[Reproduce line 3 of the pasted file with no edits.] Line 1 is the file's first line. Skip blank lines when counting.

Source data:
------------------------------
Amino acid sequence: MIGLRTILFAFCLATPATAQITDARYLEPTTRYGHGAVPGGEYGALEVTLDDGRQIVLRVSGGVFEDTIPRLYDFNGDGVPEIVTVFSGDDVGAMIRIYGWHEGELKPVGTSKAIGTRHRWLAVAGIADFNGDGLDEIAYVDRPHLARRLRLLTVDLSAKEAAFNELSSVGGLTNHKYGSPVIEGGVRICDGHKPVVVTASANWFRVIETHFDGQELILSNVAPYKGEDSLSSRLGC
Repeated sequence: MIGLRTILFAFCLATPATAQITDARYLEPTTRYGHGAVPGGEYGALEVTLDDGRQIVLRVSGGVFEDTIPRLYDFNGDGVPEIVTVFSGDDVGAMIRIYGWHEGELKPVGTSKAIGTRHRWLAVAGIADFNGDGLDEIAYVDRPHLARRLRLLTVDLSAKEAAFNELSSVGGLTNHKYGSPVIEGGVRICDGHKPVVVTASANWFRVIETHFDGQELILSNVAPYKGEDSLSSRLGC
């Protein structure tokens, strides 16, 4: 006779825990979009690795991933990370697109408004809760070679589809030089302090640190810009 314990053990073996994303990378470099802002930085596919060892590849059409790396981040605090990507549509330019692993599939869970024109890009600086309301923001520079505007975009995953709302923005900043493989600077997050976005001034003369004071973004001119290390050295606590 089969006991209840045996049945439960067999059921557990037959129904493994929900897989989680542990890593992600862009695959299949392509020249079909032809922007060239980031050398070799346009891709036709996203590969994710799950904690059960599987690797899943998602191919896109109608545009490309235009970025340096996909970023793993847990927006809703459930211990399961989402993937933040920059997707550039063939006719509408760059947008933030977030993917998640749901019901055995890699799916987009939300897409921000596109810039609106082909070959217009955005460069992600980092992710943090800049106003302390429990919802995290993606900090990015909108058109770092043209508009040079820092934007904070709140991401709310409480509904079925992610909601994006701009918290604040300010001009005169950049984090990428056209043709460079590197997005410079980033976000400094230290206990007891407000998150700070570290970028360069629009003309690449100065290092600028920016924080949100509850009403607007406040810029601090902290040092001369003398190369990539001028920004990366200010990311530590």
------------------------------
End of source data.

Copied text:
């Protein structure tokens, strides 16, 4: 006779825990979009690795991933990370697109408004809760070679589809030089302090640190810009 314990053990073996994303990378470099802002930085596919060892590849059409790396981040605090990507549509330019692993599939869970024109890009600086309301923001520079505007975009995953709302923005900043493989600077997050976005001034003369004071973004001119290390050295606590 089969006991209840045996049945439960067999059921557990037959129904493994929900897989989680542990890593992600862009695959299949392509020249079909032809922007060239980031050398070799346009891709036709996203590969994710799950904690059960599987690797899943998602191919896109109608545009490309235009970025340096996909970023793993847990927006809703459930211990399961989402993937933040920059997707550039063939006719509408760059947008933030977030993917998640749901019901055995890699799916987009939300897409921000596109810039609106082909070959217009955005460069992600980092992710943090800049106003302390429990919802995290993606900090990015909108058109770092043209508009040079820092934007904070709140991401709310409480509904079925992610909601994006701009918290604040300010001009005169950049984090990428056209043709460079590197997005410079980033976000400094230290206990007891407000998150700070570290970028360069629009003309690449100065290092600028920016924080949100509850009403607007406040810029601090902290040092001369003398190369990539001028920004990366200010990311530590």